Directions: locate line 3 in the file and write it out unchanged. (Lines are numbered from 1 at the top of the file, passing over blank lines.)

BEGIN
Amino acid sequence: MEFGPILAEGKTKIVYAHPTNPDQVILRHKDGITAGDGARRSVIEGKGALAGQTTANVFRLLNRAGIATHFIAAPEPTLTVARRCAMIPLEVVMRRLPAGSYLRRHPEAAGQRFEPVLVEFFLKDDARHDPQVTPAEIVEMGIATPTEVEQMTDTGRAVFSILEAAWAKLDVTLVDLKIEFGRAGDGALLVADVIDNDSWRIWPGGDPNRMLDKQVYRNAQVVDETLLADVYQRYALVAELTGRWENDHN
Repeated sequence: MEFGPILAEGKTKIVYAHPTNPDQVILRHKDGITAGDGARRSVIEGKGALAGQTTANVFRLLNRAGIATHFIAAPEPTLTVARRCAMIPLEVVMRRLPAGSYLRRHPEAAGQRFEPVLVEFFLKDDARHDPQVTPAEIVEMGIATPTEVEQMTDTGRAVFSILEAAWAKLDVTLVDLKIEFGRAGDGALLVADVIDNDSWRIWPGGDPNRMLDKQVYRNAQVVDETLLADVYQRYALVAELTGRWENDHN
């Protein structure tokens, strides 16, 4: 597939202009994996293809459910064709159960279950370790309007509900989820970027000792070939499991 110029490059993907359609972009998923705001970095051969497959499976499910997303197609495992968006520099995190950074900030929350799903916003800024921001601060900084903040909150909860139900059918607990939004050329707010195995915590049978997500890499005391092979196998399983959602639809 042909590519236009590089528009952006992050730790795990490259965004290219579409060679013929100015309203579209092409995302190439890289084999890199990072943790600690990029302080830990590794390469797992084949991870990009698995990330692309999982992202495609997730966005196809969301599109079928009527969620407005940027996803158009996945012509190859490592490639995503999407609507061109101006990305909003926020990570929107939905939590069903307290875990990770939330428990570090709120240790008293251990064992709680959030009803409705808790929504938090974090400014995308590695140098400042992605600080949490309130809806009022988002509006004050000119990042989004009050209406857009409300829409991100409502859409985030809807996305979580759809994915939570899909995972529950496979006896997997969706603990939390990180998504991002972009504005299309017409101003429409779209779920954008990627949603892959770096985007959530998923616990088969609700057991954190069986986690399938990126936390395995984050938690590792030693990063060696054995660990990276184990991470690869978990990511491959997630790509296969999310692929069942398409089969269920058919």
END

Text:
């Protein structure tokens, strides 16, 4: 597939202009994996293809459910064709159960279950370790309007509900989820970027000792070939499991 110029490059993907359609972009998923705001970095051969497959499976499910997303197609495992968006520099995190950074900030929350799903916003800024921001601060900084903040909150909860139900059918607990939004050329707010195995915590049978997500890499005391092979196998399983959602639809 042909590519236009590089528009952006992050730790795990490259965004290219579409060679013929100015309203579209092409995302190439890289084999890199990072943790600690990029302080830990590794390469797992084949991870990009698995990330692309999982992202495609997730966005196809969301599109079928009527969620407005940027996803158009996945012509190859490592490639995503999407609507061109101006990305909003926020990570929107939905939590069903307290875990990770939330428990570090709120240790008293251990064992709680959030009803409705808790929504938090974090400014995308590695140098400042992605600080949490309130809806009022988002509006004050000119990042989004009050209406857009409300829409991100409502859409985030809807996305979580759809994915939570899909995972529950496979006896997997969706603990939390990180998504991002972009504005299309017409101003429409779209779920954008990627949603892959770096985007959530998923616990088969609700057991954190069986986690399938990126936390395995984050938690590792030693990063060696054995660990990276184990991470690869978990990511491959997630790509296969999310692929069942398409089969269920058919």